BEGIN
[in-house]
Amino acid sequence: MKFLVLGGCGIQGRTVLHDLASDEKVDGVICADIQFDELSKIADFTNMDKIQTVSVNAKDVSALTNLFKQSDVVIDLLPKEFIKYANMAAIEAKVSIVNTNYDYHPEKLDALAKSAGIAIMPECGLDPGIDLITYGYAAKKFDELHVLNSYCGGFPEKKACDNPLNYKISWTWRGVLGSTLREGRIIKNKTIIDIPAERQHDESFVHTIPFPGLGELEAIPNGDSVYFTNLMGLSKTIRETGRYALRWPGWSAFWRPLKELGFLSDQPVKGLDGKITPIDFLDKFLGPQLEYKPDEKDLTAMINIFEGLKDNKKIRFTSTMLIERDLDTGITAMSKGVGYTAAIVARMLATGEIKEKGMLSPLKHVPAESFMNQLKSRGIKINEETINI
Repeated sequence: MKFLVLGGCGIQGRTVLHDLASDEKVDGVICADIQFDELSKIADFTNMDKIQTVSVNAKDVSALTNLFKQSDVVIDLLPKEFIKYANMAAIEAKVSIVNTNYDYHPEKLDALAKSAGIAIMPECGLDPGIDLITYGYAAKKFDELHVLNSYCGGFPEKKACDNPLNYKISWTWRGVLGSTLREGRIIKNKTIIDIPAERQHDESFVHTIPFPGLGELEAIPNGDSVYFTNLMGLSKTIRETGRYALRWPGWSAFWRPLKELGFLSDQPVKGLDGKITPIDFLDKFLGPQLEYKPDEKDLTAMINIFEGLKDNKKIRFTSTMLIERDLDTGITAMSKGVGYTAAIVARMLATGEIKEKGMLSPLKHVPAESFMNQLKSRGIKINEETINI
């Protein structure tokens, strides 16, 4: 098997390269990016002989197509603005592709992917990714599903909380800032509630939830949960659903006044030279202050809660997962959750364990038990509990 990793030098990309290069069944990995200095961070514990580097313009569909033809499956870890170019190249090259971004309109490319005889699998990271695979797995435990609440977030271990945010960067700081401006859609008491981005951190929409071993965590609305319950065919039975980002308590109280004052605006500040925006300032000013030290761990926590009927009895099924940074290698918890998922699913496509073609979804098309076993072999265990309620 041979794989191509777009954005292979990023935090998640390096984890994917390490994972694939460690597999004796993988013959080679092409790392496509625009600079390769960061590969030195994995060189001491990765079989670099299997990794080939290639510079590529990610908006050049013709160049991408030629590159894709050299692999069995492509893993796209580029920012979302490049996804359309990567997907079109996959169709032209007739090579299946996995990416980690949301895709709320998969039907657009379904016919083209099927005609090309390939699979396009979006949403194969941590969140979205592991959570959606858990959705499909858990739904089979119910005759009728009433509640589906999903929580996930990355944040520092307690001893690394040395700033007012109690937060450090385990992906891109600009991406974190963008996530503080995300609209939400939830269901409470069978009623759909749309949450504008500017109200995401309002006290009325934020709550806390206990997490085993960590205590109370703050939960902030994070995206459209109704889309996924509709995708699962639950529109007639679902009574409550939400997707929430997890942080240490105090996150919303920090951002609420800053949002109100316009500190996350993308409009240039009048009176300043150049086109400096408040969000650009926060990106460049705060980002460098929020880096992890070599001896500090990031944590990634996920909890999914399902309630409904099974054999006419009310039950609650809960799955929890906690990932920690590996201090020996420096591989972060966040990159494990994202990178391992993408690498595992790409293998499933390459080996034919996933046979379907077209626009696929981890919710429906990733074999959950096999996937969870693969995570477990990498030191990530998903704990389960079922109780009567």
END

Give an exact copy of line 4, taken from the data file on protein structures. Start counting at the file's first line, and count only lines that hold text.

């Protein structure tokens, strides 16, 4: 098997390269990016002989197509603005592709992917990714599903909380800032509630939830949960659903006044030279202050809660997962959750364990038990509990 990793030098990309290069069944990995200095961070514990580097313009569909033809499956870890170019190249090259971004309109490319005889699998990271695979797995435990609440977030271990945010960067700081401006859609008491981005951190929409071993965590609305319950065919039975980002308590109280004052605006500040925006300032000013030290761990926590009927009895099924940074290698918890998922699913496509073609979804098309076993072999265990309620 041979794989191509777009954005292979990023935090998640390096984890994917390490994972694939460690597999004796993988013959080679092409790392496509625009600079390769960061590969030195994995060189001491990765079989670099299997990794080939290639510079590529990610908006050049013709160049991408030629590159894709050299692999069995492509893993796209580029920012979302490049996804359309990567997907079109996959169709032209007739090579299946996995990416980690949301895709709320998969039907657009379904016919083209099927005609090309390939699979396009979006949403194969941590969140979205592991959570959606858990959705499909858990739904089979119910005759009728009433509640589906999903929580996930990355944040520092307690001893690394040395700033007012109690937060450090385990992906891109600009991406974190963008996530503080995300609209939400939830269901409470069978009623759909749309949450504008500017109200995401309002006290009325934020709550806390206990997490085993960590205590109370703050939960902030994070995206459209109704889309996924509709995708699962639950529109007639679902009574409550939400997707929430997890942080240490105090996150919303920090951002609420800053949002109100316009500190996350993308409009240039009048009176300043150049086109400096408040969000650009926060990106460049705060980002460098929020880096992890070599001896500090990031944590990634996920909890999914399902309630409904099974054999006419009310039950609650809960799955929890906690990932920690590996201090020996420096591989972060966040990159494990994202990178391992993408690498595992790409293998499933390459080996034919996933046979379907077209626009696929981890919710429906990733074999959950096999996937969870693969995570477990990498030191990530998903704990389960079922109780009567």